She was twenty-four years old, and the immemorial custom of that village gave her a scant remaining year in which to make up her mind. All girls who ran true to pattern were either snugly married or serenely teaching by the time they were twenty-five, and the choice was not always their own. There had been more marriageable maidens than eligible youths in the set, and it was rather, Jane told herself grimly, like a game of Musical Chairs--a gay, excited scramble, and some one always left out. Now, with the exodus of a few and the marrying of many, it had narrowed down to three of them--herself, Martin Wetherby, and Sarah Farraday, who was her best friend during childhood and girlhood; and Sarah, an earnest, blonde girl with nearsighted eyes and insistent upper front teeth, had, so to speak, stopped playing. She had converted her dead father's old stable into a studio by means of art burlap and framed photographs of famous composers, and was giving piano lessons daily from ten to four. This left the field entirely to Jane, and Jane was carrying about with her an increasing conviction that she was not going to do the thing every one expected her to do.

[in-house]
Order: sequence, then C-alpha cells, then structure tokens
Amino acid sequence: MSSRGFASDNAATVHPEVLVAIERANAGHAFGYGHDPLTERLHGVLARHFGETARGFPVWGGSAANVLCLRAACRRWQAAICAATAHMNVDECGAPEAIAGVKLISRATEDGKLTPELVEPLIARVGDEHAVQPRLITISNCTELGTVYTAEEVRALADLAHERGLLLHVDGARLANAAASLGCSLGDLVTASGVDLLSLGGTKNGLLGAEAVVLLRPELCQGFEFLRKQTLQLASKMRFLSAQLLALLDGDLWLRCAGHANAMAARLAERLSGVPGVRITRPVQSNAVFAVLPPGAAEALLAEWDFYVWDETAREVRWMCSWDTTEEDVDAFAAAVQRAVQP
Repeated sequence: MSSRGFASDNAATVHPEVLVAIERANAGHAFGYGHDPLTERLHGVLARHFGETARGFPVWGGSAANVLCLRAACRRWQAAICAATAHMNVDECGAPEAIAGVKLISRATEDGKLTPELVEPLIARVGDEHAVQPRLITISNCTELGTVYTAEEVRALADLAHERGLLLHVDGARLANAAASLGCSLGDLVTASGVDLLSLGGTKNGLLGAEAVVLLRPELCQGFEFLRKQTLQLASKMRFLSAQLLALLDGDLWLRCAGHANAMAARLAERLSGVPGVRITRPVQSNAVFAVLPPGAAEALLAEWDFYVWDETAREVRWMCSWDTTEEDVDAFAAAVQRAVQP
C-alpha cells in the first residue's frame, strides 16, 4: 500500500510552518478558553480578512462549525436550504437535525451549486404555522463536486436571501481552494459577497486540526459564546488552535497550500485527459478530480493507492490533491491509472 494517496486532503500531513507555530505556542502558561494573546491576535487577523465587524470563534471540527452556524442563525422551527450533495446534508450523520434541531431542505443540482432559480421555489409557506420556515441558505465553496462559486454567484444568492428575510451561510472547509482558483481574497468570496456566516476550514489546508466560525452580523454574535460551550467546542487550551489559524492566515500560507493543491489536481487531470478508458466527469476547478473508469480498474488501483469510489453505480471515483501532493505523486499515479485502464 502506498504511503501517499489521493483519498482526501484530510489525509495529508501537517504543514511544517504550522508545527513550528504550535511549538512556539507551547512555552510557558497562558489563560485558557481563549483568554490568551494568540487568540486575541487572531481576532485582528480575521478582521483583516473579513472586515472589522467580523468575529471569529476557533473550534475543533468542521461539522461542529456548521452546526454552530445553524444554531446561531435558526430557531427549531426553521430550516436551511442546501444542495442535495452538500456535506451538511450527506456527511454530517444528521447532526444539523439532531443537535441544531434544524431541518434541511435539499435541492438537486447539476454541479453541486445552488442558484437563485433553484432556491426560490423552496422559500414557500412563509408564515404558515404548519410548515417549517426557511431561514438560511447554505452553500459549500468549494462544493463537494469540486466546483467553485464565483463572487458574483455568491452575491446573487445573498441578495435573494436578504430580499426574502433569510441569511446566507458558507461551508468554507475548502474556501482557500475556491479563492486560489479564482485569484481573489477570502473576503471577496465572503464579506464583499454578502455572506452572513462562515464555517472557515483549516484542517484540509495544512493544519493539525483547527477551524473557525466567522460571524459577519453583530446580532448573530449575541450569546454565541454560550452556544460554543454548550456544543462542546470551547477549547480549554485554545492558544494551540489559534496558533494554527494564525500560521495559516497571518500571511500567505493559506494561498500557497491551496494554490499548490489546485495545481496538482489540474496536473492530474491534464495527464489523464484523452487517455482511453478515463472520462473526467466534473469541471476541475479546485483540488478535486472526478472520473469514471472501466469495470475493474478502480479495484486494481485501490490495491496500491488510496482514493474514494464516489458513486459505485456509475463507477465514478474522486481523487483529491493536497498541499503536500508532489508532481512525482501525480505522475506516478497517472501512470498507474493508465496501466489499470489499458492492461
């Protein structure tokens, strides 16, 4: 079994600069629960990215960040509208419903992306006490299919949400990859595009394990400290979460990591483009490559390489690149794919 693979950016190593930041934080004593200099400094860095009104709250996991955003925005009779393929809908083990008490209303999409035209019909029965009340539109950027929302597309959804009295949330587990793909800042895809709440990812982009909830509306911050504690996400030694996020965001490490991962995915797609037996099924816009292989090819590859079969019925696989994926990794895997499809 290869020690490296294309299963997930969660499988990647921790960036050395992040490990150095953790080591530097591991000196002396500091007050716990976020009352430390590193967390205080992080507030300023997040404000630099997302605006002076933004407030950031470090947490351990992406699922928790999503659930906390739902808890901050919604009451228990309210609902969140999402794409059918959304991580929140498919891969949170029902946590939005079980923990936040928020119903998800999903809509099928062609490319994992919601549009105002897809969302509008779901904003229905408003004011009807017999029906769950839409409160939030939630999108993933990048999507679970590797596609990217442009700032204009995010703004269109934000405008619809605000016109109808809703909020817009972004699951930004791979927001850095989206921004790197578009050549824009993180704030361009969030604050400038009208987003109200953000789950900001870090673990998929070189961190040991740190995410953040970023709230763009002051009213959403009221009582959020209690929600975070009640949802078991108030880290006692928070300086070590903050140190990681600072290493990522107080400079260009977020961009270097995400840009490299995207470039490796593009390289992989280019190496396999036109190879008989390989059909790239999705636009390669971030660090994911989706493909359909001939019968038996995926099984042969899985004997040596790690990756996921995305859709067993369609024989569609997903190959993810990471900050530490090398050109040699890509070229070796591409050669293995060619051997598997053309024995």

It came curiously to a crisis on a mild and unimportant day in November. Jane spent a footless forenoon in her own room in the green-shuttered, elm-shaded house where she lived with her adoring Aunt Lydia Vail, trying to start a story. Miss Vail took great care to tiptoe whenever she passed her door, and refrained from summoning her to the telephone, but her pleasant old voice, explaining why her niece could not come, was clearly audible.